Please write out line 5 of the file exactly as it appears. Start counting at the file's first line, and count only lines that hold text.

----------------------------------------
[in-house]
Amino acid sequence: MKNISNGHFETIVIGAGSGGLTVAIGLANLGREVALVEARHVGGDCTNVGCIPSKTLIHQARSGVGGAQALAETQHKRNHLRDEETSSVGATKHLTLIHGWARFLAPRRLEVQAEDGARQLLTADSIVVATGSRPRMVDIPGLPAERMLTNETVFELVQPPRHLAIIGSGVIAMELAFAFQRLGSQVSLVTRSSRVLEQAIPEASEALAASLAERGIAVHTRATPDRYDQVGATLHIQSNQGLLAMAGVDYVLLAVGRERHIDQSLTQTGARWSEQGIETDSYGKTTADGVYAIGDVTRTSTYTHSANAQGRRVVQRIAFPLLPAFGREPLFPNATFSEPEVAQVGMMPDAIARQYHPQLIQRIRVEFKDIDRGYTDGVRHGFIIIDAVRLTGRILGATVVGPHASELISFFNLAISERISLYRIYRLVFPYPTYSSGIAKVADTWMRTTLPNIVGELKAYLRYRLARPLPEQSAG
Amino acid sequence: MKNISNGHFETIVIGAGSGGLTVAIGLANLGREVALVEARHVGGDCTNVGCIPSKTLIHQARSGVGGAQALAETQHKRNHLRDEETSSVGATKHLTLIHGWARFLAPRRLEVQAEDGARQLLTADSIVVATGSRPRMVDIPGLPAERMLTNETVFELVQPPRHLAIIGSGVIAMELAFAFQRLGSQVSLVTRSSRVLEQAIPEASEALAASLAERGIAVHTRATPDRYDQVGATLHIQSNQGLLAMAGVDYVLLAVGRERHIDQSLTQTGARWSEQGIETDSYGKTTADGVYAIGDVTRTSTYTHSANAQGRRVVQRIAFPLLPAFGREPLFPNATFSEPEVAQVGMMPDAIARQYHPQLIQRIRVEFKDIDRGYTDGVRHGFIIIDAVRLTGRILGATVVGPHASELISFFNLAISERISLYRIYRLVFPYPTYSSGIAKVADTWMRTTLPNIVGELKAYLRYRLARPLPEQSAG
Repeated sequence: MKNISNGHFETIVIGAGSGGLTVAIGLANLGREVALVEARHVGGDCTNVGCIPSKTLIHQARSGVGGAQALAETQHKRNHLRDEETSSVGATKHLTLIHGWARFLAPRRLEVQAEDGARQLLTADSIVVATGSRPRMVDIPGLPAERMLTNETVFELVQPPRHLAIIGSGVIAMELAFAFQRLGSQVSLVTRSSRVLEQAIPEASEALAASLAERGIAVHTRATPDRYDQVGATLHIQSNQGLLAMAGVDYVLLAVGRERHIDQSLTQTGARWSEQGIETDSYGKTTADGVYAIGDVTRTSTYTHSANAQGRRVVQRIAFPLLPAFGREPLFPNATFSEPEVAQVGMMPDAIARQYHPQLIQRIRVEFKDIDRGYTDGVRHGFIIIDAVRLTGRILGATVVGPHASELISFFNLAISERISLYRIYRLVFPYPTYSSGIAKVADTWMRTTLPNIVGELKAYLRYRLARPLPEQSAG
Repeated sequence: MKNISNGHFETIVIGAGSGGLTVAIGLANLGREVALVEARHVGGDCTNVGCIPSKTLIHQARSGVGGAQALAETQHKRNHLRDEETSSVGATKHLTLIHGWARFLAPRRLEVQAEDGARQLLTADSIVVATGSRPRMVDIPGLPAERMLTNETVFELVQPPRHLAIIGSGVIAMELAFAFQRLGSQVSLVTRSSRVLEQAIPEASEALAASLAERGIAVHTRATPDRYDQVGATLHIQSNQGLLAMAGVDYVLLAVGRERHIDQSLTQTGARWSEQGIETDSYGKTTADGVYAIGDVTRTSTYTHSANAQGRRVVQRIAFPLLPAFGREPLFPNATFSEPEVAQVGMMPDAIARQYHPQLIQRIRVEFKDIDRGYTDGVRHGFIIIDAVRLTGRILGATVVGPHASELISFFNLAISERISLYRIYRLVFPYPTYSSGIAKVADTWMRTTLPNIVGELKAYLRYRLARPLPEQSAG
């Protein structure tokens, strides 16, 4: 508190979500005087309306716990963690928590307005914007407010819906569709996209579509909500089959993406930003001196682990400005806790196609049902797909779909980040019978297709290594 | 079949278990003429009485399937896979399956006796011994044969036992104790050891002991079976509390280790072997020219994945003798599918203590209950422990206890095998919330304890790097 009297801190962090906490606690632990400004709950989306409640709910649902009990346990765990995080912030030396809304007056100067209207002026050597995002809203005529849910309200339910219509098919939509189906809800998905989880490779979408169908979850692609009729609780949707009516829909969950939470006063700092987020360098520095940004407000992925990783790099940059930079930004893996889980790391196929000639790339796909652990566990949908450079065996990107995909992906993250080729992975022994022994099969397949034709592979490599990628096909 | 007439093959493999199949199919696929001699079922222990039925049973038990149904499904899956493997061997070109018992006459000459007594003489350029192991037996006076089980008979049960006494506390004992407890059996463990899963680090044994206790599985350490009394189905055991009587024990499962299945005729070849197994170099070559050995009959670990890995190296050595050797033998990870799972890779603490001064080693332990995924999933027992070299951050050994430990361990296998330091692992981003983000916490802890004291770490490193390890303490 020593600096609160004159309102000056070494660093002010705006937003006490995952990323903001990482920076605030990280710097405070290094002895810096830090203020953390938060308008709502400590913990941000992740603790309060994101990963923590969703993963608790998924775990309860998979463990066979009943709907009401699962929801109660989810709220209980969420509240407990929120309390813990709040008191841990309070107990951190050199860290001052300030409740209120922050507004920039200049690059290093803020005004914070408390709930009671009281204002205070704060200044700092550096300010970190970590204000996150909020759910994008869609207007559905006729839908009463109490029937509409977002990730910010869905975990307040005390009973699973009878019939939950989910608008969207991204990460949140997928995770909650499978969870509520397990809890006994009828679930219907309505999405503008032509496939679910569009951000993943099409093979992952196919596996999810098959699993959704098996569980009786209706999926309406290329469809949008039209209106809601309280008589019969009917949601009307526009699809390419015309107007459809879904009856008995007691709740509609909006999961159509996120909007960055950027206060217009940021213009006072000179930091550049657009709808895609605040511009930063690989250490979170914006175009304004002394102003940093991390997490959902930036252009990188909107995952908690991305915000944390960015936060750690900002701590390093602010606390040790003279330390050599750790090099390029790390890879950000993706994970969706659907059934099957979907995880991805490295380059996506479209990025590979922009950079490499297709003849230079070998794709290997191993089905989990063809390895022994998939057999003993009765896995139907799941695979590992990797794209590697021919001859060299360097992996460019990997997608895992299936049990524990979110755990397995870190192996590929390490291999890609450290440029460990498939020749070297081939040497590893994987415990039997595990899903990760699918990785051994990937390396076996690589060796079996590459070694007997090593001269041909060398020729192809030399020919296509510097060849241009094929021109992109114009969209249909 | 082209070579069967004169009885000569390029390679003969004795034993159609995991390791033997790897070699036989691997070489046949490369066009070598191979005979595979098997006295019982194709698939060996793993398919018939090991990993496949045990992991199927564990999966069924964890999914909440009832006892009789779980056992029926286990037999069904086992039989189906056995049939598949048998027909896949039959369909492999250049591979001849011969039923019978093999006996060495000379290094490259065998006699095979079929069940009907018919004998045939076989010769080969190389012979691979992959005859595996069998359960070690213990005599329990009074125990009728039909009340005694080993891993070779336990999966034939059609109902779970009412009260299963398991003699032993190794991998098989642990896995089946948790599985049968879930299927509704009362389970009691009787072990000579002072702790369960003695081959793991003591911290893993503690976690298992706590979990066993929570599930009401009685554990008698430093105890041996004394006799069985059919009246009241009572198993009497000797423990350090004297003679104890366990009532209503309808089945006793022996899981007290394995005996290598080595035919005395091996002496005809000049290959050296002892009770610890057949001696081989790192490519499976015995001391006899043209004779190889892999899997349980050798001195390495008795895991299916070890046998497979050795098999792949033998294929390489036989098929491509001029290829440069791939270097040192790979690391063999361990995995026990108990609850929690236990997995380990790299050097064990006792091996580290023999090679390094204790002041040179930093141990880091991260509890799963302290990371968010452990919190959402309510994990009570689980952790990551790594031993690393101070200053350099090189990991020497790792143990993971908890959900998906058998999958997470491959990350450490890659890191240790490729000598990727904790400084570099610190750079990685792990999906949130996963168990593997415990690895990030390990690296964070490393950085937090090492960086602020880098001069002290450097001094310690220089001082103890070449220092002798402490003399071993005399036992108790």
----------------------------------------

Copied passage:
Repeated sequence: MKNISNGHFETIVIGAGSGGLTVAIGLANLGREVALVEARHVGGDCTNVGCIPSKTLIHQARSGVGGAQALAETQHKRNHLRDEETSSVGATKHLTLIHGWARFLAPRRLEVQAEDGARQLLTADSIVVATGSRPRMVDIPGLPAERMLTNETVFELVQPPRHLAIIGSGVIAMELAFAFQRLGSQVSLVTRSSRVLEQAIPEASEALAASLAERGIAVHTRATPDRYDQVGATLHIQSNQGLLAMAGVDYVLLAVGRERHIDQSLTQTGARWSEQGIETDSYGKTTADGVYAIGDVTRTSTYTHSANAQGRRVVQRIAFPLLPAFGREPLFPNATFSEPEVAQVGMMPDAIARQYHPQLIQRIRVEFKDIDRGYTDGVRHGFIIIDAVRLTGRILGATVVGPHASELISFFNLAISERISLYRIYRLVFPYPTYSSGIAKVADTWMRTTLPNIVGELKAYLRYRLARPLPEQSAG